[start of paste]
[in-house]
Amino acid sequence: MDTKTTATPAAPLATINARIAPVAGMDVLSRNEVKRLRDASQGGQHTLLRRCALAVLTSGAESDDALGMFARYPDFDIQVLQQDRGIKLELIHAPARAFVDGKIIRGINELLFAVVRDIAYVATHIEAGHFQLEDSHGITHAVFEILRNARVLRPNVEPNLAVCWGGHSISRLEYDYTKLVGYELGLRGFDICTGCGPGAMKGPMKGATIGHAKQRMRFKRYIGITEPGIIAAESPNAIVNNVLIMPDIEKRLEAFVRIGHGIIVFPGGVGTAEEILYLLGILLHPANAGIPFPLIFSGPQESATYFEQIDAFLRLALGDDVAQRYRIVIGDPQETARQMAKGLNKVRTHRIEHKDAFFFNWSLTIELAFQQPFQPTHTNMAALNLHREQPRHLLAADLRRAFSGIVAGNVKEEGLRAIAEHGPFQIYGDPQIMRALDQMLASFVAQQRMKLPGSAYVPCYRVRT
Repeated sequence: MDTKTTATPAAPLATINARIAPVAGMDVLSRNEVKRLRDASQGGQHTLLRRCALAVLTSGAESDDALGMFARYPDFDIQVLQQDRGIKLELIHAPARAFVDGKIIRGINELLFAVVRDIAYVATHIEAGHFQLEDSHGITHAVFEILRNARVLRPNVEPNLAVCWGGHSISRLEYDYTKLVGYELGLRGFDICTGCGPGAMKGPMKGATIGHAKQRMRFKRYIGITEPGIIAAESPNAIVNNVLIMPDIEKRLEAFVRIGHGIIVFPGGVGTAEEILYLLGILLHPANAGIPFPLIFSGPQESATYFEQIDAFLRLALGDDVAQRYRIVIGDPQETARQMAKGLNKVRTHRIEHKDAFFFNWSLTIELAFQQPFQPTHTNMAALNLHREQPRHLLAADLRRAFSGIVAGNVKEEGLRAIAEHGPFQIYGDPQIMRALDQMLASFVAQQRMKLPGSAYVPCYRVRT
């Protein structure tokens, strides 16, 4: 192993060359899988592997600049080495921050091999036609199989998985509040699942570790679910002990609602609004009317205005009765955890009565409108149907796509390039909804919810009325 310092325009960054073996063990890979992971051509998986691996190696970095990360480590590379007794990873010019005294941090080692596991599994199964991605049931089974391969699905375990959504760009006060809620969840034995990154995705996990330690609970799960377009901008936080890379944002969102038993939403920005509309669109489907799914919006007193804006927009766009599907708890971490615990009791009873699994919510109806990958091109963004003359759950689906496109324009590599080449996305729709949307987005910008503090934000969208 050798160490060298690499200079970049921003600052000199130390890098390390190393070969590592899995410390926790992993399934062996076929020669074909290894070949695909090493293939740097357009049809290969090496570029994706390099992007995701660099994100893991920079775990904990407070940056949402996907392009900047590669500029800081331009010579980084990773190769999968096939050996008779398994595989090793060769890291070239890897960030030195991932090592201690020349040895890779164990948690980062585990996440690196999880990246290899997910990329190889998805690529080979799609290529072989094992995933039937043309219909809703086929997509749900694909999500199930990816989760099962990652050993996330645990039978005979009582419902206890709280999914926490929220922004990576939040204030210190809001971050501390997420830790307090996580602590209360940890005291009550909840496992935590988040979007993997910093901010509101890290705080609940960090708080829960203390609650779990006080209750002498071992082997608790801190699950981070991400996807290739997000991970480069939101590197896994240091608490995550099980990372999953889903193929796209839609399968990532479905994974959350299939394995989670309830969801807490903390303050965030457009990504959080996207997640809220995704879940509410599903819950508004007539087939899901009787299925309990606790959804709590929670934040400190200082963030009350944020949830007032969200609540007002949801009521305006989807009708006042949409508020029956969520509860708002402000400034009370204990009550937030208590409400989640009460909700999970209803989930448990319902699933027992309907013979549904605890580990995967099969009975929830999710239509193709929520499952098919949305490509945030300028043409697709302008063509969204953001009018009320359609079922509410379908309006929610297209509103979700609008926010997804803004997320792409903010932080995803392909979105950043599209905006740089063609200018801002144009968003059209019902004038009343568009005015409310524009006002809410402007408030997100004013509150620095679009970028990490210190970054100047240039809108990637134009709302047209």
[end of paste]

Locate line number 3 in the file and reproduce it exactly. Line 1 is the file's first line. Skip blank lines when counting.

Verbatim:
Repeated sequence: MDTKTTATPAAPLATINARIAPVAGMDVLSRNEVKRLRDASQGGQHTLLRRCALAVLTSGAESDDALGMFARYPDFDIQVLQQDRGIKLELIHAPARAFVDGKIIRGINELLFAVVRDIAYVATHIEAGHFQLEDSHGITHAVFEILRNARVLRPNVEPNLAVCWGGHSISRLEYDYTKLVGYELGLRGFDICTGCGPGAMKGPMKGATIGHAKQRMRFKRYIGITEPGIIAAESPNAIVNNVLIMPDIEKRLEAFVRIGHGIIVFPGGVGTAEEILYLLGILLHPANAGIPFPLIFSGPQESATYFEQIDAFLRLALGDDVAQRYRIVIGDPQETARQMAKGLNKVRTHRIEHKDAFFFNWSLTIELAFQQPFQPTHTNMAALNLHREQPRHLLAADLRRAFSGIVAGNVKEEGLRAIAEHGPFQIYGDPQIMRALDQMLASFVAQQRMKLPGSAYVPCYRVRT